Rupert Wates – Lamentations: Album Review

Ex-London emigrée, Rupert Wates, mesmerizes on tenth album outing.

Release Date:  4th December 2020

Label: Bite Music

Formats: CD / Digital

Rupert Wates signed a publishing deal with Eaton Music (London) in 1994 and has been a full-time songwriter ever since.  That statement from the press pack for this, his tenth solo album, sets the expectations of maturity that Lamentations not only lives up to but exceeds.  What it doesn’t prepare you for is the masterful guitar playing that, combined with Rupert’s rich, versatile, yet often vulnerable voice makes listening to this album an absolute pleasure.

Rupert Wates was born in London but, since 2007, has been based in the USA.  Over the years, he has been the recipient of numerous songwriting and performing awards and has established a solid reputation for his lyrics, his vocal delivery and particularly for his mesmerizing skills on the acoustic guitar.

Lamentations was recorded in a single evening and it features nothing more than Rupert’s voice and guitar and that really is all it needs!  The album is crammed with lovely, melodic, introspective songs and it’s the perfect accompaniment for an evening of quiet contemplation.  Whilst there are themes of love and parting throughout the album, none of the songs are really about anything much but that’s not the point.  The point is that voice and guitar blend deliciously to provide a listening experience that just grows and grows.

Rupert’s songwriting and performance seem to be possessed by the ghost of Nick Drake.  As I listened, there were several moments when I thought I must have slipped an extended copy of Five Leaves Left into the CD player, particularly during In Time of Breaking, From Where You Are, Many Miles to Morning and on the exquisite title track.  But whilst Nick Drake’s influence may provide the foundations to some songs, Rupert uses his skill and vocal versatility to take the music to where he wants it and succeeds impressively, particularly when he takes the opportunity to use a song to showcase his guitar magic.

Opening track, The Carnival Waltz is a fairly low-key start.  It’s a pleasant song with thoughtful, metaphorical lyrics sung to the accompaniment of a softly picked guitar which gives no indication of the digital gymnastics to come.  Those digital gymnastics start to emerge on Waiting For A Friend. On In Time Of Breaking, Rupert adds a taste of his impressive vocal range and we’re up and running.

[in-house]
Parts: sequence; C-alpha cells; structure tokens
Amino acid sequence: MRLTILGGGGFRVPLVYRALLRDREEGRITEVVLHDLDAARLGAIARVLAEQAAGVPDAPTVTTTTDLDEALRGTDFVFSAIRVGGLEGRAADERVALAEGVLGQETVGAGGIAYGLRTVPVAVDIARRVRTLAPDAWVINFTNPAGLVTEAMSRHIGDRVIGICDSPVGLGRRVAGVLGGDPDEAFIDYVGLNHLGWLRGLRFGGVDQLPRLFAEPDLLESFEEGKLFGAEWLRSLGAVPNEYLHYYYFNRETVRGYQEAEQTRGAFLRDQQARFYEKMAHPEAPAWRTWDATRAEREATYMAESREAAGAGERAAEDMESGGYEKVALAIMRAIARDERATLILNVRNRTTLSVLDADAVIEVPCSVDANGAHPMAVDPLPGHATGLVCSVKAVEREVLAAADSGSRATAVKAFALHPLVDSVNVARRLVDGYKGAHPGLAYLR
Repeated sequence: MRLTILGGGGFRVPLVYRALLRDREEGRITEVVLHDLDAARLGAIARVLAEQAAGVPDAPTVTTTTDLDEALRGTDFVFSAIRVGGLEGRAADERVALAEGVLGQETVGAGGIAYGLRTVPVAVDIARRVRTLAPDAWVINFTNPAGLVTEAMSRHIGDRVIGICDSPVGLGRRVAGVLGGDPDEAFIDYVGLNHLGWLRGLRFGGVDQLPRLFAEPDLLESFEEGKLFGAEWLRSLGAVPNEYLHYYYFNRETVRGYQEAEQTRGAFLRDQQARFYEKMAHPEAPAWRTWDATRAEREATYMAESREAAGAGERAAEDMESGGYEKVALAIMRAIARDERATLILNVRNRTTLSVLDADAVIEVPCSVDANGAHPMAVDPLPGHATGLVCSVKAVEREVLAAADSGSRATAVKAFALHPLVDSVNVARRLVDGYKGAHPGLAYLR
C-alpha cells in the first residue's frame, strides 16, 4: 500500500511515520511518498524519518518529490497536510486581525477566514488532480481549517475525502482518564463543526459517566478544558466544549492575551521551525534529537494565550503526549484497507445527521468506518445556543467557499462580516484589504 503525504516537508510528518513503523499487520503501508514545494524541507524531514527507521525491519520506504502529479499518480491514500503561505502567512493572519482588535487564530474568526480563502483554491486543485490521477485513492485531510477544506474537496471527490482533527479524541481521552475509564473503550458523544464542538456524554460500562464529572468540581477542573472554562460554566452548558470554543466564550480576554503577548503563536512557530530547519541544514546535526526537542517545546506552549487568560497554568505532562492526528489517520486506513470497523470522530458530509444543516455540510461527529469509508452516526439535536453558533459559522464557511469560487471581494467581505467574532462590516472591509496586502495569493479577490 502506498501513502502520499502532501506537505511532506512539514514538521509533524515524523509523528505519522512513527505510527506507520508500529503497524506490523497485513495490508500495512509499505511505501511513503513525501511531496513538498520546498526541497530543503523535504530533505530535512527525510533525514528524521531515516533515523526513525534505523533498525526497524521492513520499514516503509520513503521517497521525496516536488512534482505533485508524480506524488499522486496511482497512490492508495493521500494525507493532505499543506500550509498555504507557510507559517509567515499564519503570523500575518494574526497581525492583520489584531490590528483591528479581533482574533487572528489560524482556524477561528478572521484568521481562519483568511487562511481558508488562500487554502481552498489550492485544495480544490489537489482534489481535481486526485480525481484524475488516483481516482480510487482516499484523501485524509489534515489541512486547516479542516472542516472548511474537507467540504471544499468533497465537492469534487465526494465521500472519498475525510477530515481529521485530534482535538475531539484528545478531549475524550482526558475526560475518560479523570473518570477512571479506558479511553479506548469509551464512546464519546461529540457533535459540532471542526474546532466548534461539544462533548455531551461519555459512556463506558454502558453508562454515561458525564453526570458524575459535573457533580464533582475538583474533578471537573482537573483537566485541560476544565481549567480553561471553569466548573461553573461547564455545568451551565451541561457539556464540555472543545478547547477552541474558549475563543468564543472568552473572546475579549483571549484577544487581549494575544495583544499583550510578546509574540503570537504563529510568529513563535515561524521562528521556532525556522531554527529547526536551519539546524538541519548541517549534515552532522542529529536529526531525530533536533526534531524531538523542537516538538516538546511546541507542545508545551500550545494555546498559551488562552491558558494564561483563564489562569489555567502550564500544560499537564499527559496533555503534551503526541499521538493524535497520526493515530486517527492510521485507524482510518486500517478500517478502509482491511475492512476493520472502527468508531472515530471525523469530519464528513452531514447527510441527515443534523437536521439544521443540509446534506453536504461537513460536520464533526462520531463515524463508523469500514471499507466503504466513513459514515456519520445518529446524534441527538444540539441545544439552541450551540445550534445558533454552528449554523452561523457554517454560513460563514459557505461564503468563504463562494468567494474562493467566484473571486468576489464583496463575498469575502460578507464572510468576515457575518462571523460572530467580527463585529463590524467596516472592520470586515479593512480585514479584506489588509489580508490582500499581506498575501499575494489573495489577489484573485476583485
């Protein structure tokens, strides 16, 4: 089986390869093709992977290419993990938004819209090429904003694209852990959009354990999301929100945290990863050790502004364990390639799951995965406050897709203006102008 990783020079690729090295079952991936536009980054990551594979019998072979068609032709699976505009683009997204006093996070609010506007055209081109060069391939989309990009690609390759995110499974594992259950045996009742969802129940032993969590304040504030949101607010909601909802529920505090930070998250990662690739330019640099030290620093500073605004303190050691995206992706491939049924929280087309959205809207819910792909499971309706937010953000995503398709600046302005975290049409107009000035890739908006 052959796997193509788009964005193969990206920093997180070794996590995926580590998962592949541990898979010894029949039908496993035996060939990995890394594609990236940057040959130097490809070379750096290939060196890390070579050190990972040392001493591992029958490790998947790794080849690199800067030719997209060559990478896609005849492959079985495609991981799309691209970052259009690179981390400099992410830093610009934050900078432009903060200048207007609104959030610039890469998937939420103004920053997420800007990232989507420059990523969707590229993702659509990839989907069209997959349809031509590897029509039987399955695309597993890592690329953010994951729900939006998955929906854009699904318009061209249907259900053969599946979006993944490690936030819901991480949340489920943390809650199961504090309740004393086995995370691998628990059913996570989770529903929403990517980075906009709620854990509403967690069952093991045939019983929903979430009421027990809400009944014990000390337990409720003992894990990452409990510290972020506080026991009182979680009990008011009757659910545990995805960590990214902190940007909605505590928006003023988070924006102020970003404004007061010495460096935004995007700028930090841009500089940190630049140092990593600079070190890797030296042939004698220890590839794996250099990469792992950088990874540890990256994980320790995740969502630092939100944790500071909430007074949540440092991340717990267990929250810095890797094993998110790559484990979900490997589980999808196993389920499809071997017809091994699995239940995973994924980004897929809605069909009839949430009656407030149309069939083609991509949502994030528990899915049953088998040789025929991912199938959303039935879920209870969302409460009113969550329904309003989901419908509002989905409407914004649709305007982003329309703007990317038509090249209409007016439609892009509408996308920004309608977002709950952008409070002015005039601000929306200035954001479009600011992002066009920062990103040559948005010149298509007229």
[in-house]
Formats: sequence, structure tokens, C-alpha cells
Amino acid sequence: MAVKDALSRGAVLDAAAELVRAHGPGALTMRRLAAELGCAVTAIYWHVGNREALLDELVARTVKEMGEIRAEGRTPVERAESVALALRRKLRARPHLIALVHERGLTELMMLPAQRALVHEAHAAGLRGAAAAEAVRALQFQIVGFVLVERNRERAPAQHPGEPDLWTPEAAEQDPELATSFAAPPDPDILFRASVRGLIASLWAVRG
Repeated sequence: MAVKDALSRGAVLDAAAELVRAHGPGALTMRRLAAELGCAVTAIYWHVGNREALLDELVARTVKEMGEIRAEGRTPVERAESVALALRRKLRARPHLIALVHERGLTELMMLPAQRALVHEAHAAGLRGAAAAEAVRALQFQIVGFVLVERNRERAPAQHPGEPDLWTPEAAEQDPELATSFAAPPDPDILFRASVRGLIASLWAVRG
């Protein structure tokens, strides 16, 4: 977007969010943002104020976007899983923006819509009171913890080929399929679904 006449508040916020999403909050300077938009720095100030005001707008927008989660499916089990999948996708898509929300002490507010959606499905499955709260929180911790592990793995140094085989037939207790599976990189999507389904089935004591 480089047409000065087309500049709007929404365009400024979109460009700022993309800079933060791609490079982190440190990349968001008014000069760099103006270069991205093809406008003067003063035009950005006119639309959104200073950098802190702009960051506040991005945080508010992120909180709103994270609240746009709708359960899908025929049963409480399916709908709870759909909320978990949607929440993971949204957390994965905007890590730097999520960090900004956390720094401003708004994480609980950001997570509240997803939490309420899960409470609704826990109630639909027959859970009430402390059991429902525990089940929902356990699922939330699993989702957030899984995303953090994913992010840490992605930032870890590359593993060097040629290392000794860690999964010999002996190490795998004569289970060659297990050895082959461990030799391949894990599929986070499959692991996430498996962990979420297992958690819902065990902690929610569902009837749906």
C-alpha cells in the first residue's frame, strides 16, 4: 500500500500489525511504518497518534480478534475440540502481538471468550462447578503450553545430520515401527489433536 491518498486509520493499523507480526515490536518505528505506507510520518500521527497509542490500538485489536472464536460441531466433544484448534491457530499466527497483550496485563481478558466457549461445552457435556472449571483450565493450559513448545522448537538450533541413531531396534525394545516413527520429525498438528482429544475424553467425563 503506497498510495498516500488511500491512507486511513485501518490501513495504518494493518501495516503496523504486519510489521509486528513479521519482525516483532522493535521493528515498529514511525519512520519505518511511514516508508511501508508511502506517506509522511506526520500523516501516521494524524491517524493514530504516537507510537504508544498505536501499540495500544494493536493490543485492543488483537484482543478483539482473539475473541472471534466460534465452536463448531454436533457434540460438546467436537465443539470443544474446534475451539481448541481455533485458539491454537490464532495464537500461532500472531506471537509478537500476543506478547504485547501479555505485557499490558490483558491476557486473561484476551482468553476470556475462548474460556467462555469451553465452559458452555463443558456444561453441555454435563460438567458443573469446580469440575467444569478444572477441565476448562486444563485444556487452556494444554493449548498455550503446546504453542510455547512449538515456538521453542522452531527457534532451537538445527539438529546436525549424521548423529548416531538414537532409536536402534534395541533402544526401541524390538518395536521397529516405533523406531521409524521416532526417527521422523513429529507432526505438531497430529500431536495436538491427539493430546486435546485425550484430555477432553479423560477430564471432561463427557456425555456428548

California One is a beautiful song, with evocative lyrics that reference sweet wine, endless sun and breaking waves (so welcome on a wet October afternoon in the middle of England!) and then things really get warm on From Where You Are and Many Miles To Morning, both of which are laced with that wonderful guitar work.  Don’t Leave Me Now has an eastern European feel – sad and somehow ominous – and contains a growing sense of drama as the song speeds up to reflect the singer’s desperation. 

The title track, Lamentations, is certainly one of the album’s outstanding tracks and Rupert stretches out to deliver some tumbling, acrobatic, invigorating guitar passages.  Great stuff!

The album approaches its close with Farewell And Adieu, a laid-back song of contented parting before I’ll Never Tire of Looking (In Your Eyes) which is a short, vigorous love song with more tasty guitar work brings things to a conclusion.  Lamentations is a thoroughly enjoyable album from a mature, accomplished musician that will appeal to any lover of well-constructed singer/songwriter material, and to anyone who appreciates mastery of the acoustic guitar.

Watch the video for Rupert Wates’ Lamentations – the album’s title track – here:

Rupert Wates: Website / Facebook / YouTube

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2 replies »

    • Hi Rupert – You’re most welcome. Congratulations on an excellent album – as you’ll have gathered, I loved it!

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